Our PsycBooks database added the 7 new titles below to its database in August. In addition, it added 20 classic titles. A full list is available here.
Cognitive Fatigue: Multidisciplinary Perspectives on Current Research and Future Applications (2010) Edited by Phillip L. Ackerman, PhD.
A balance of theoretical and empirical research, reviewed from several different countries, makes this a truly multinational and interdisciplinary collection. Each chapter concludes with a lively discussion among authors, and the book itself concludes with a provocative open panel discussion regarding promising avenues for research and application.
Essential Ethics for Psychologists: A Primer for Understanding and Mastering Core Issues (2010) by Thomas F. Nagy, PhD
This one-of-a-kind book acculturates the reader into ethical practice in psychology by enhancing critical thinking skills. Rather than explain each of the 80+ standards of the APA Ethics Code, the book examines the code's underlying principles.
Ethical Practice in Operational Psychology: Military and National Intelligence Applications (2010) Edited by Carrie H. Kennedy, PhD, ABPP and Thomas J. Williams, PhD
This book integrates the requirements of the existing APA Ethics Code and other relevant professional guidelines and protocols within the limited professional literature in the field. The editors have assembled some of the best operational psychologists in the field today to share their expertise and experience. The contributors provide realistic case examples, practical guidance, and recommendations regarding the unique ethical issues that confront operational psychologists, shedding much needed light on how and why military and public safety practices differ from traditional psychological practice.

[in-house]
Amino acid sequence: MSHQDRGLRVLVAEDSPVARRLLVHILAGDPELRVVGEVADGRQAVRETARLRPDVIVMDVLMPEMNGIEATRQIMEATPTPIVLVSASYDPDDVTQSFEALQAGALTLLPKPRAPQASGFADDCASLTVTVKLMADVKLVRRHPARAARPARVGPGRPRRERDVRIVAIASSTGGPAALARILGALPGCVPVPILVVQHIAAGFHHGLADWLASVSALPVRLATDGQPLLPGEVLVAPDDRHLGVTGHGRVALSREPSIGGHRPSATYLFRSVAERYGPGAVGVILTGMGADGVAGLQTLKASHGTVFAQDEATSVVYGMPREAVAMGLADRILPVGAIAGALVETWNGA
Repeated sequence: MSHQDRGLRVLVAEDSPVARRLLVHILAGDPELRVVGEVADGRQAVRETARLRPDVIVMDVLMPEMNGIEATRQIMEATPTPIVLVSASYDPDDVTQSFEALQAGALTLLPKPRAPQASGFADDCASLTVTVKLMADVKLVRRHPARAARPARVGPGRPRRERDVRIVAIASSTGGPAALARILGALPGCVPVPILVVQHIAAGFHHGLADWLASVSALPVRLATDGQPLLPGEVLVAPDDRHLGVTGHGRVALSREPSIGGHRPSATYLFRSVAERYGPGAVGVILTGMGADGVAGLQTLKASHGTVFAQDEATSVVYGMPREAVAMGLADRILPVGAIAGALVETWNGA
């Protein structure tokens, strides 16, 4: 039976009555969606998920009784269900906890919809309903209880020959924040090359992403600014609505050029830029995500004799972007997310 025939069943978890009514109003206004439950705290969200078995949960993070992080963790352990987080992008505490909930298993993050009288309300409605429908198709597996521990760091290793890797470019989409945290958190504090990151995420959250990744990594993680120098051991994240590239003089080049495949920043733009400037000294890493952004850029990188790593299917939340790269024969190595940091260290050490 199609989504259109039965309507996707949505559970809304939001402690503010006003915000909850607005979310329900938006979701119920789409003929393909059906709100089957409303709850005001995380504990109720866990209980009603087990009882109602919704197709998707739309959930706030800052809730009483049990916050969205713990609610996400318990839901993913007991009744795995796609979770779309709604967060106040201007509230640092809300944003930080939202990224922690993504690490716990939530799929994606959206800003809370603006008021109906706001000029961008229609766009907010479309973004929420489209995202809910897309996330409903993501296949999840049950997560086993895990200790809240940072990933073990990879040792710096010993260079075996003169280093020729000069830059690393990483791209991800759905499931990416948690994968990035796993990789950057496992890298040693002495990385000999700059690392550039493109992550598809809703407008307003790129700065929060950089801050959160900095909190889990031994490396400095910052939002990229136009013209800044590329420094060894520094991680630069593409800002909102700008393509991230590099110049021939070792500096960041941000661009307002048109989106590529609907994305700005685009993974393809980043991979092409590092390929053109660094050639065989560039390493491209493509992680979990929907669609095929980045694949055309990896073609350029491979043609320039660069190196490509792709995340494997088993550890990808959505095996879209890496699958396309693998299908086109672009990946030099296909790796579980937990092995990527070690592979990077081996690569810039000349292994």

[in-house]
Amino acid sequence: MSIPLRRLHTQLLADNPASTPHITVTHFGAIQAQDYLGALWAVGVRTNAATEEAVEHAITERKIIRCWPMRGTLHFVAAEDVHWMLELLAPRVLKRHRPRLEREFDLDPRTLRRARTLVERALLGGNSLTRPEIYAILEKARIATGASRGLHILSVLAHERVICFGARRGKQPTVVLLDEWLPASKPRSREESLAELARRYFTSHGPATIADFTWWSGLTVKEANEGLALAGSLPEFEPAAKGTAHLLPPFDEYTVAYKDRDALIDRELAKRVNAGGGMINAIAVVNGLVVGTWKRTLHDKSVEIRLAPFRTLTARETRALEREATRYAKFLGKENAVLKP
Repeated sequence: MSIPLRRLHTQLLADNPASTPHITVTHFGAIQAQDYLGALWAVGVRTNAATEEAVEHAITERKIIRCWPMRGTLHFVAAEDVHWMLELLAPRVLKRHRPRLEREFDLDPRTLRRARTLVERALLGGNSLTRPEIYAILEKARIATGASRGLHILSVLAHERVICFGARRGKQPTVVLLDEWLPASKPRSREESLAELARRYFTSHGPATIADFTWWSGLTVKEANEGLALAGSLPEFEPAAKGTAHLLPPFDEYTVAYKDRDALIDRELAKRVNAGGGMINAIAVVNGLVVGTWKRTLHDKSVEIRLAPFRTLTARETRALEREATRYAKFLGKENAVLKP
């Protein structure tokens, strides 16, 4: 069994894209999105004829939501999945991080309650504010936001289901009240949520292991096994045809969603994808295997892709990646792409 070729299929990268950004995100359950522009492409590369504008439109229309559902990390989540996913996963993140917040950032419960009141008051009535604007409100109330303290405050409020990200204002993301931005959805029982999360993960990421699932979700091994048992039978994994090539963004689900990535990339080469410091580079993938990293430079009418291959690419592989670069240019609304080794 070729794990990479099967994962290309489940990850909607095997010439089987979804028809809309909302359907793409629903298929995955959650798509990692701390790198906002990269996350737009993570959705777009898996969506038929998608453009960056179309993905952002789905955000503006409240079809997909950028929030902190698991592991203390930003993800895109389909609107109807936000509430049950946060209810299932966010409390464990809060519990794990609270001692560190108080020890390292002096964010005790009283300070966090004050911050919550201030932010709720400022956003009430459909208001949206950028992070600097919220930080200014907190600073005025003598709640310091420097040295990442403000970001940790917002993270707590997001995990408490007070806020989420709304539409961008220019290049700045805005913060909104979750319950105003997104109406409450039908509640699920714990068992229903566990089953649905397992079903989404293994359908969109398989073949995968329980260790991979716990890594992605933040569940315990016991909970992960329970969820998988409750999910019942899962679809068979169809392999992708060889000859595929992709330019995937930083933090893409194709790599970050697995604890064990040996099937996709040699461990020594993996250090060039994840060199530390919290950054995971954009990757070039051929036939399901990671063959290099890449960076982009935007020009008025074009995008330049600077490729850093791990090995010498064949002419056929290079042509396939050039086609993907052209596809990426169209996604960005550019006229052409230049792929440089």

Human Aggression and Violence: Causes, Manifestations, and Consequences (2010) Edited by Phillip R. Shaver, PhD and Mario Mikulincer, PhD
The tone of this book is realistic in its investigation of violence as an inherent part of human genetics and interaction, but hopeful in its exploration of research-based interventions aimed at reducing violence in future generations. In its assessment of aggression and violence across individual, relational and societal levels, this book will engage a broad audience.
Narcissism and Machiavellianism in Youth: Implications for the Development of Adaptive and Maladaptive Behavior (2010) Edited by Christopher T. Barry, PhD; Patricia K. Kerig, PhD; Kurt K. Stellwagen, PhD; and Tammy D. Barry, PhD
This book highlights how knowledge of both narcissism and Machiavellianism may influence problematic youth social interactions as well as youth adaptation to developmental contexts such as peer relationships. The book brings together for the first time scholars who have empirically examined the emotional, social, and behavioral correlates of these constructs in youth.
Reproductive Trauma: Psychotherapy With Infertility and Pregnancy Loss Clients (2010) By Janet Jaffe, PhD and Martha O. Diamond, PhD
Written by specialists in the field of reproductive counseling, this volume will help clinicians to understand and effectively treat the unique needs of clients who have experienced adverse reproductive events, which include infertility, miscarriage, perinatal or newborn loss, and premature or other complicated births.